We Officially Launch CKIE.COM

One of the great joys of writing for YD is the opportunity to see how designers envisage the future. Your ideas, concepts and even comments piece together a tapestry rich in optimism but one of the most commonly asked questions are “where can I buy it?” Because of your enthusiasm for design, I want to officially announce the launch of CKIE.COM, a new way to empower you to pioneer innovation.

Explore your CKIE

It all started with a name – one that exemplifies and encapsulates everything that makes a creative idea successful. We stumbled on an obscure mathematical equation by a group of think tanks; CKIE – the formula for creativity.

C (creativity) is a function of K (knowledge), I (imagination) and E (evaluation).

CKIE is a wonderful platform we built from the ground up to get ideas off conceptual papers and into the hands of consumers. This is crowd funding tailored for the designer and design enthusiast alike. It’s global, open to everyone in the world. Design is international. It’s not unique to any one region in the world. Big or small, it doesn’t matter if you’re an independent designer. We here at YD have always supported the independents and CKIE is no different. This is an opportunity for you to retain creative control by empowering you to reach for your goals.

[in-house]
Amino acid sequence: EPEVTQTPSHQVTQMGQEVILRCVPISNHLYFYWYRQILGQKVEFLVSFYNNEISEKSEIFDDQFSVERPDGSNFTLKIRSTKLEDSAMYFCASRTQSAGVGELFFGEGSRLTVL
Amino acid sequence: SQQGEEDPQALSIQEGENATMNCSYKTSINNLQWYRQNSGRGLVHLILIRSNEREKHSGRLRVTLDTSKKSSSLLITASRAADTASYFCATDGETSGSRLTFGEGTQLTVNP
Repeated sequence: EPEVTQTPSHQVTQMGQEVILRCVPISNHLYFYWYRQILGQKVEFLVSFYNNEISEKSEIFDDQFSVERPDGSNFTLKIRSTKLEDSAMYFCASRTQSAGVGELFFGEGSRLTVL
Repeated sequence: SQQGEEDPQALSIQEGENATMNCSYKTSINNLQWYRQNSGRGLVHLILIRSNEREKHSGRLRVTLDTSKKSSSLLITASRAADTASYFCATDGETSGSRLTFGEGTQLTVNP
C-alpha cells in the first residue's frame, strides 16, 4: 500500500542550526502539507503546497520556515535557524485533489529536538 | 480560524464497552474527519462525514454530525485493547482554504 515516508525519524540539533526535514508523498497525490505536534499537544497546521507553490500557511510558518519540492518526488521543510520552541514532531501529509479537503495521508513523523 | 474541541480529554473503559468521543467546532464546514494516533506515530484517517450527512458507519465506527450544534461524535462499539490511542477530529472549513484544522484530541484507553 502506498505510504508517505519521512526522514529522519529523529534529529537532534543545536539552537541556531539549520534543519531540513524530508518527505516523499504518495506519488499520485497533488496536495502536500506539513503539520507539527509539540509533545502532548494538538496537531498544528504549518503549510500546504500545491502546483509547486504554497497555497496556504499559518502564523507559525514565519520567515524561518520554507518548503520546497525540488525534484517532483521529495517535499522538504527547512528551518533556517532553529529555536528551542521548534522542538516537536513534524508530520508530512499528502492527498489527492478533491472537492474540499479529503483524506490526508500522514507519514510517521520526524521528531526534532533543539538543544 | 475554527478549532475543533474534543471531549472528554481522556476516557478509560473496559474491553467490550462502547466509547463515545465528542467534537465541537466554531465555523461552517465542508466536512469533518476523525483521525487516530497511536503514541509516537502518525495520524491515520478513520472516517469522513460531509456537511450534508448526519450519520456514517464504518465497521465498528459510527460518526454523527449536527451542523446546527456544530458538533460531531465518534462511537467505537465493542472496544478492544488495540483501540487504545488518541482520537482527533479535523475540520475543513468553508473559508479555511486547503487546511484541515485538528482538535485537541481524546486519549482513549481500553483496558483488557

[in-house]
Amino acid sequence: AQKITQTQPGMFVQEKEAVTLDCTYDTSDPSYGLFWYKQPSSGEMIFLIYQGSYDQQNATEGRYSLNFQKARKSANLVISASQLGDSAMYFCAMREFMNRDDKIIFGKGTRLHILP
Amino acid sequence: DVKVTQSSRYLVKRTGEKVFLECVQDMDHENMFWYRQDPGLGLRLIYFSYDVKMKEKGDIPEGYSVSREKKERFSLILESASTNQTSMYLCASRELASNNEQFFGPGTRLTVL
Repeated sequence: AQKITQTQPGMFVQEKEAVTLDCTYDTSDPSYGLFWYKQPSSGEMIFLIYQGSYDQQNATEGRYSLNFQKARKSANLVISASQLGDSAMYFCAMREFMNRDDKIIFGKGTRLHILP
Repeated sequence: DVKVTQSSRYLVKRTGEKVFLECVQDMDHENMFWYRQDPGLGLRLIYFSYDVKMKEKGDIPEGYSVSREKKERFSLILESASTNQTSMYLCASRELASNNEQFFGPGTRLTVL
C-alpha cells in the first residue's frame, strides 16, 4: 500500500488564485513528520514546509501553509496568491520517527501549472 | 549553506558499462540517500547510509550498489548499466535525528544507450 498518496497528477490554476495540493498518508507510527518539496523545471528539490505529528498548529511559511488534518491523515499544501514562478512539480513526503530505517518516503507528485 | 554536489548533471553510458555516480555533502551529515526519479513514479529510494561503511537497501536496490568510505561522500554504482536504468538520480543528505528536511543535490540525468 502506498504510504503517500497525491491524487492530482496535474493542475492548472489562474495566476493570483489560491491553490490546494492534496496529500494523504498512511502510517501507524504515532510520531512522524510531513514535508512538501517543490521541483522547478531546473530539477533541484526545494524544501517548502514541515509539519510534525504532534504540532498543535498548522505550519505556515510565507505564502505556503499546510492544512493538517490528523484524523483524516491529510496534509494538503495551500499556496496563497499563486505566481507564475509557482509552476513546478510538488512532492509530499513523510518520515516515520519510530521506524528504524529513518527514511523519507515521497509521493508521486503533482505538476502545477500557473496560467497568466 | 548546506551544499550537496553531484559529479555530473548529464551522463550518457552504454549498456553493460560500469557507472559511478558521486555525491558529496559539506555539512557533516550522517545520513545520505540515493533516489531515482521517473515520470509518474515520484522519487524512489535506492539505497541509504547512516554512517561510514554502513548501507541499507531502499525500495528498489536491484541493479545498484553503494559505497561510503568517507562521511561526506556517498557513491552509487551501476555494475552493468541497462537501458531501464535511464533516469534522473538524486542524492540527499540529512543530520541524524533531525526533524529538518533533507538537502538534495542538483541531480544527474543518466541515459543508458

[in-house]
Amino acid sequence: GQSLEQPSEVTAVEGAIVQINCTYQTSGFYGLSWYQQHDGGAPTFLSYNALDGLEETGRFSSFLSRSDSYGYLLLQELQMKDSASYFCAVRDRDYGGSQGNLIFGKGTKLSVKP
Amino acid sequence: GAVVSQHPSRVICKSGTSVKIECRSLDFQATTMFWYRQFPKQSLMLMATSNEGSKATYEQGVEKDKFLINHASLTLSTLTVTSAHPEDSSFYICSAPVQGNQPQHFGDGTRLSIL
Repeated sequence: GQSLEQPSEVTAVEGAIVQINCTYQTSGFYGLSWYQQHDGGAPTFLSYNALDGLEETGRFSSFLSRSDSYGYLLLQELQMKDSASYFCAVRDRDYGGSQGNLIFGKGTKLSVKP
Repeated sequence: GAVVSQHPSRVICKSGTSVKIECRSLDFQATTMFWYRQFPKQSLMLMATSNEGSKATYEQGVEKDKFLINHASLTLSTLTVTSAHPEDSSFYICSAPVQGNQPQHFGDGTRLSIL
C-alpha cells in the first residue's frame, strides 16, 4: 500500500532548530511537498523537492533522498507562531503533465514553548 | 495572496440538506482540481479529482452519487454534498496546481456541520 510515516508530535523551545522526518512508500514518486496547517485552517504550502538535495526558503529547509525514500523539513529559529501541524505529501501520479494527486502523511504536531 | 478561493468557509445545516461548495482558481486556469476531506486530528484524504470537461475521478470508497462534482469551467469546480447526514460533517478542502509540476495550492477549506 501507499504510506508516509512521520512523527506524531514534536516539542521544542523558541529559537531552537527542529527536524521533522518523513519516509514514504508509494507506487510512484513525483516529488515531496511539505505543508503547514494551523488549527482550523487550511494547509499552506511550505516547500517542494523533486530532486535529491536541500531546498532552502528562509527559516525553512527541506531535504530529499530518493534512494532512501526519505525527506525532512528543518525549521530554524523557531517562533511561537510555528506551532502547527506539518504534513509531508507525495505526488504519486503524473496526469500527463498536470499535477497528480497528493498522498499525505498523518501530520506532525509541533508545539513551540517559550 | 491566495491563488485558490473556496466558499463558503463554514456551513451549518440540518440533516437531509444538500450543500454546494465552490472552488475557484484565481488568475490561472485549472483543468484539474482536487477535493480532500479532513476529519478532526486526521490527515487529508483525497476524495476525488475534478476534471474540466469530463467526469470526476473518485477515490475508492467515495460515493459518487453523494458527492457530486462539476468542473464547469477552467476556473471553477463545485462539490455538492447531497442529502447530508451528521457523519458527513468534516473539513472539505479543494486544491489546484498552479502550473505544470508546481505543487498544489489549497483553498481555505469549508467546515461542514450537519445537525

With CKIE you get a Dedicated Account Manager, someone who supports and makes sure your project has a compelling story. You won’t ever be alone because someone is always there to help bring your concept to reality. Goods ideas deserve to be spread and with the help of Yanko Design’s broad audience, we’ll spotlight your project right here, accessible by the millions of readers who follow Yanko Design.

What are you waiting for? Explore your CKIE (seeky).

22 Comments

  • Ah… so this is ” target=”_blank”>http://www.kickstarter.com for product design/launch? And kickstarter already has product design functionality?

    The differentiation for this new crowdsourced funding model appears to be:
    1. the Yanko brand (which doesn't appear in the CKIE site) and reach
    2. the Dedicated Account Manager (not identified or defined in the CKIE site, btw)
    3. the costs apparently ($25 CKIE vs ~10% kickstarter).

    What did I miss?

    Cheers,
    Mike

    • WanabeDez says:

      From what I can see, on the surface, it looks similar like most other crowdfunding sites out there. But NONE of them have the marketing power that yanko has. And that's huge.

      We know as designers when a design makes the cut and gets featured here, it simply just goes viral on the net. That's thousands of dollars saved on marketing cost alone.

      • engineering_thoughts says:

        Does yankodesign really have such marketing power? Since such a thing can be measured empirically…